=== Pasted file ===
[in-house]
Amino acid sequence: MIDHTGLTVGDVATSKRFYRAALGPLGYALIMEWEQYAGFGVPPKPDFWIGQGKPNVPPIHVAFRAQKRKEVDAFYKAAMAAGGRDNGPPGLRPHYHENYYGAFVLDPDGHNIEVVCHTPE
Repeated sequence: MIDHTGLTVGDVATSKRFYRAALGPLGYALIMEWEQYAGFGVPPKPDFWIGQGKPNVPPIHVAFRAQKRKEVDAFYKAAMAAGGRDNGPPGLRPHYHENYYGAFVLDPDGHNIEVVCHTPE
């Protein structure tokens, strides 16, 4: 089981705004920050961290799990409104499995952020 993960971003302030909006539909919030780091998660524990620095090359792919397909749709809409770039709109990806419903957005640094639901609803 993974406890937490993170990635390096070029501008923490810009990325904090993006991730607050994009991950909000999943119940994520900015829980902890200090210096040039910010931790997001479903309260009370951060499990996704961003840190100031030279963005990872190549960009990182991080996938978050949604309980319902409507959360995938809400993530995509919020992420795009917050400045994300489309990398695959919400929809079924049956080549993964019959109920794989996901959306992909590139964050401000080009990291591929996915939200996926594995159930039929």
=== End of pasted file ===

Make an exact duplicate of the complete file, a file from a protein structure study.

[in-house]
Amino acid sequence: MIDHTGLTVGDVATSKRFYRAALGPLGYALIMEWEQYAGFGVPPKPDFWIGQGKPNVPPIHVAFRAQKRKEVDAFYKAAMAAGGRDNGPPGLRPHYHENYYGAFVLDPDGHNIEVVCHTPE
Repeated sequence: MIDHTGLTVGDVATSKRFYRAALGPLGYALIMEWEQYAGFGVPPKPDFWIGQGKPNVPPIHVAFRAQKRKEVDAFYKAAMAAGGRDNGPPGLRPHYHENYYGAFVLDPDGHNIEVVCHTPE
């Protein structure tokens, strides 16, 4: 089981705004920050961290799990409104499995952020 993960971003302030909006539909919030780091998660524990620095090359792919397909749709809409770039709109990806419903957005640094639901609803 993974406890937490993170990635390096070029501008923490810009990325904090993006991730607050994009991950909000999943119940994520900015829980902890200090210096040039910010931790997001479903309260009370951060499990996704961003840190100031030279963005990872190549960009990182991080996938978050949604309980319902409507959360995938809400993530995509919020992420795009917050400045994300489309990398695959919400929809079924049956080549993964019959109920794989996901959306992909590139964050401000080009990291591929996915939200996926594995159930039929």